Professor Conrow,” said the stage manager, a Mr. Royce, “Norm here says that you are an electrical genius, and what I need right now is an electrical genius. I have just taken delivery of the most newfangled lighting switchboard that any of us have seen, and it is on the Fritz! So get your b*** back here and fix this damned thing.” This was followed by a lot of giggling from the girls, not to mention some choice words to motivate me from them as well, which I will not repeat here.

Boy, oh boy, was I under some pressure now, and not too happy that old Norm had gotten me into it. Norm held a flashlight (we more often than not called them an electric torch back in those days), and I began to trace out the DC circuit on the large switchboard. Power input was okay, I could tell by the 460VDC General Electric meter. Main fuse was okay because I was able to see a little spark from the knife switch (often called a suicide switch, because with one little slip you could become part of the circuit) , so I knew that current was okay to that point. However, something further down-circuit must be....

Suddenly I was interrupted by someone tapping me on the back in a most insistent manner. This was considered most unacceptable when a person was operating a switchboard or power-panel, and I swung around to the nuisance... the MOST BEAUTIFUL nuisance that I had ever seen! Standing before me, and wearing little of nothing, in the way of an outfit, was one of the girls from the show.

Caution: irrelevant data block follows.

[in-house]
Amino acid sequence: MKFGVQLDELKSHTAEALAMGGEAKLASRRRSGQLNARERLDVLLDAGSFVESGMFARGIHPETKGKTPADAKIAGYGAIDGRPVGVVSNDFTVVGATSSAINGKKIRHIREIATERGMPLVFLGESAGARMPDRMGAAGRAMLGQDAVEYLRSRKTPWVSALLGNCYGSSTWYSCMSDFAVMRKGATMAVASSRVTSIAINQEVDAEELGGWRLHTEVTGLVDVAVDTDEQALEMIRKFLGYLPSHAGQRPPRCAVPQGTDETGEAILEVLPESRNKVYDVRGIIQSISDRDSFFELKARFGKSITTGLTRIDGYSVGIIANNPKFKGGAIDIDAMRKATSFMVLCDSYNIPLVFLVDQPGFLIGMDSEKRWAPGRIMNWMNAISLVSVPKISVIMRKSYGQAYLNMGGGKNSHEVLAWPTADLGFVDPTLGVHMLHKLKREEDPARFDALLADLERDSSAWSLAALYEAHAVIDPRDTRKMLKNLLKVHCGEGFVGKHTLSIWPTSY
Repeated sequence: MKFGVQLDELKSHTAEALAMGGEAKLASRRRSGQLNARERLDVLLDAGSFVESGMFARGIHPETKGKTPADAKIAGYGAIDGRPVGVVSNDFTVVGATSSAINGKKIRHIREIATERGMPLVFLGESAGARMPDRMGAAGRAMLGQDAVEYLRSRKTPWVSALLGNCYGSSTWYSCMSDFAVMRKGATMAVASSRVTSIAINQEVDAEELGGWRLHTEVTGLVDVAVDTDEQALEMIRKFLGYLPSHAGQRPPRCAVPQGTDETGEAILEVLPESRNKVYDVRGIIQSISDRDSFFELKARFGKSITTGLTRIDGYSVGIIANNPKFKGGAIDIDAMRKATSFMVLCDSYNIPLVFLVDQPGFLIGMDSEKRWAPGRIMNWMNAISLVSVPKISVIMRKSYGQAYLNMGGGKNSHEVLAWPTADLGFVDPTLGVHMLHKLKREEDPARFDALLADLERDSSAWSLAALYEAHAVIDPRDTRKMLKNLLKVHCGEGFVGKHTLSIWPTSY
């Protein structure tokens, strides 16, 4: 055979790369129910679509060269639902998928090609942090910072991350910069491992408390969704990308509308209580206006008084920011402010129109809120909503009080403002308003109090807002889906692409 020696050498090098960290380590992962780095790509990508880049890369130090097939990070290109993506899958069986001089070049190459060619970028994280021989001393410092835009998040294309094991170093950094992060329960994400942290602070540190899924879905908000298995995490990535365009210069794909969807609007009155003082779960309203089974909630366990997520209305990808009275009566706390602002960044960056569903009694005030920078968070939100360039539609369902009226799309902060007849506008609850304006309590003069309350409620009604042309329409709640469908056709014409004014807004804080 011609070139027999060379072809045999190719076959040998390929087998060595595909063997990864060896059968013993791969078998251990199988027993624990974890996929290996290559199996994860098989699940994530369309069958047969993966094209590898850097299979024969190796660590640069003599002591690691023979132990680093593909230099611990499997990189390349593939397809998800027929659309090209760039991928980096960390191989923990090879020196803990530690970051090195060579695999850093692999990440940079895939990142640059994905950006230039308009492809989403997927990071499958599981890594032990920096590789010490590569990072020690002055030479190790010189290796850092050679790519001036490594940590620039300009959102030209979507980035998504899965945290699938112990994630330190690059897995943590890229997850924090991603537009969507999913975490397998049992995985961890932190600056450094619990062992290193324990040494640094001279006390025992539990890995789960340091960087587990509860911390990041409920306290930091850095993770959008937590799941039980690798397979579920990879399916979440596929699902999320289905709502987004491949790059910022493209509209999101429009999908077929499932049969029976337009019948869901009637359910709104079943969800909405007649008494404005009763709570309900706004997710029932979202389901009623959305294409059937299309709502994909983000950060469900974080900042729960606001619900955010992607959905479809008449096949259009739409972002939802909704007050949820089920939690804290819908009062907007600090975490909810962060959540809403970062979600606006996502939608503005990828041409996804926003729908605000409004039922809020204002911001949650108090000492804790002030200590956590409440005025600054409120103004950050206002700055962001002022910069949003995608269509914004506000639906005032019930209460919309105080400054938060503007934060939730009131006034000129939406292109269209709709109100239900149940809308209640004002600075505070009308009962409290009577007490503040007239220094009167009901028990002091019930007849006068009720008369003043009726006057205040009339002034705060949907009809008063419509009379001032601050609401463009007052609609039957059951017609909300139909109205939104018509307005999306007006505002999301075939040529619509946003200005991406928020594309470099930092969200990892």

Do you have any idea what you are doing?” asked the beauty. I gasped and started to blabber something when Norm stepped over to say, “Of course he does. Hell he practically runs General Electric.” This apparently impressed the young girl because she took a step back and sized me up from toe to head and put her hands on her hips and said, “You don't look like a professor, except for the glasses.” I was still trying to collect my thoughts when Norm interjected, “Oh don't let Specs here fool you, even though he has a giant brain, he is more trouble than he's worth.”

Trouble, I like trouble.” said the woman, and my head began to spin again because I realized that she hadn't taken her eyes off of me once. “Hey Professor, can I watch? I like to watch men while they work.” That did it for Norm, and he carefully pulled her around with his arm and said, “Hey Honey, let's let the professor work. He's the shy type and I'm afraid that all the sweat will get him electrocuted.” Norm winked at me as he led her away. Ever the lady's man, Norm was in his element around good looking women, but as she floated away from me she turned and said, “My name is Louise, but YOU can call me Brooksie!”

Louise,” I said to myself with a smile on my lips, “what a beautiful name for a beautiful woman. BROOKSIE, now wait a minute... I know that name.” Suddenly I realized that she was Louise Brooks from Cherryvale, Kansas! The local papers back in Kansas had been keenly following the young lady's career from when she became a local dancing sensation, to her departure to NYC. “Wow,” I thought to myself.